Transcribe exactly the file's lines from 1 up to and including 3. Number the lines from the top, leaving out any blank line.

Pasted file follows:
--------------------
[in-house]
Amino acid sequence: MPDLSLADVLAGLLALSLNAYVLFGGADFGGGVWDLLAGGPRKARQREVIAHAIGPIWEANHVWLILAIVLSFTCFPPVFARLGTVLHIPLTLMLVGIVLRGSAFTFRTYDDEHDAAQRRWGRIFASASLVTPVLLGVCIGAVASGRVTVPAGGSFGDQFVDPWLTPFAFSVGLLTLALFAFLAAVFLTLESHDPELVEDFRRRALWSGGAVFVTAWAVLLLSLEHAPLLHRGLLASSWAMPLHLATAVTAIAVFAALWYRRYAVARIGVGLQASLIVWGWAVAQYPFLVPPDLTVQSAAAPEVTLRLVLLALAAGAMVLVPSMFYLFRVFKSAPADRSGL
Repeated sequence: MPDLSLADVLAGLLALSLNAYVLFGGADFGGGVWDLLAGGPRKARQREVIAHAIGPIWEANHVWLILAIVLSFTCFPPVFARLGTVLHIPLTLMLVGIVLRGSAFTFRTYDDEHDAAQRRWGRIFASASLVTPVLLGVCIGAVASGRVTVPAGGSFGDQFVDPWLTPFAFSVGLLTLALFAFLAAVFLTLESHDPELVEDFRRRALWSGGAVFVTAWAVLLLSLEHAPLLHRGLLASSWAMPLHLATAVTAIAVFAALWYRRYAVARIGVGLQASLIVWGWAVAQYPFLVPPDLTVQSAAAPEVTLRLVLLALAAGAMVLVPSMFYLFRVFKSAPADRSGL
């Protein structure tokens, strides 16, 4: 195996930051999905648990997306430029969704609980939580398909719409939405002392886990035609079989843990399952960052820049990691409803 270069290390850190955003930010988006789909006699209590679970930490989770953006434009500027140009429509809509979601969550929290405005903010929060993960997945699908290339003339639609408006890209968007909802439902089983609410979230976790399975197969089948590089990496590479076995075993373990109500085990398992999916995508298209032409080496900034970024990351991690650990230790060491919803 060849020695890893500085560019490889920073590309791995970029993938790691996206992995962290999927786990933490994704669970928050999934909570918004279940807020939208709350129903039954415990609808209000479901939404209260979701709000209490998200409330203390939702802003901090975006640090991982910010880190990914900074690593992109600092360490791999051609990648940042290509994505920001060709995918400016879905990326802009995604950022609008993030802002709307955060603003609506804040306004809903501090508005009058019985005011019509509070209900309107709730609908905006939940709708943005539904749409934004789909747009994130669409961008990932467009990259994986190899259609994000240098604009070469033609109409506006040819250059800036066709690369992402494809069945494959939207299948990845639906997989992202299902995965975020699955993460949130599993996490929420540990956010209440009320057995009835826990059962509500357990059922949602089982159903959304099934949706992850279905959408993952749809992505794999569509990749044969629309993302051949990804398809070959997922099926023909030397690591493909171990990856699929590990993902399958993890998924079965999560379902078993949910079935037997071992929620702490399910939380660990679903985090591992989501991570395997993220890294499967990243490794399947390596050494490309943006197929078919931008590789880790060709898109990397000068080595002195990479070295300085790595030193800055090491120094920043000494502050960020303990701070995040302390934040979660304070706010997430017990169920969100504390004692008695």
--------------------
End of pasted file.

[in-house]
Amino acid sequence: MPDLSLADVLAGLLALSLNAYVLFGGADFGGGVWDLLAGGPRKARQREVIAHAIGPIWEANHVWLILAIVLSFTCFPPVFARLGTVLHIPLTLMLVGIVLRGSAFTFRTYDDEHDAAQRRWGRIFASASLVTPVLLGVCIGAVASGRVTVPAGGSFGDQFVDPWLTPFAFSVGLLTLALFAFLAAVFLTLESHDPELVEDFRRRALWSGGAVFVTAWAVLLLSLEHAPLLHRGLLASSWAMPLHLATAVTAIAVFAALWYRRYAVARIGVGLQASLIVWGWAVAQYPFLVPPDLTVQSAAAPEVTLRLVLLALAAGAMVLVPSMFYLFRVFKSAPADRSGL
Repeated sequence: MPDLSLADVLAGLLALSLNAYVLFGGADFGGGVWDLLAGGPRKARQREVIAHAIGPIWEANHVWLILAIVLSFTCFPPVFARLGTVLHIPLTLMLVGIVLRGSAFTFRTYDDEHDAAQRRWGRIFASASLVTPVLLGVCIGAVASGRVTVPAGGSFGDQFVDPWLTPFAFSVGLLTLALFAFLAAVFLTLESHDPELVEDFRRRALWSGGAVFVTAWAVLLLSLEHAPLLHRGLLASSWAMPLHLATAVTAIAVFAALWYRRYAVARIGVGLQASLIVWGWAVAQYPFLVPPDLTVQSAAAPEVTLRLVLLALAAGAMVLVPSMFYLFRVFKSAPADRSGL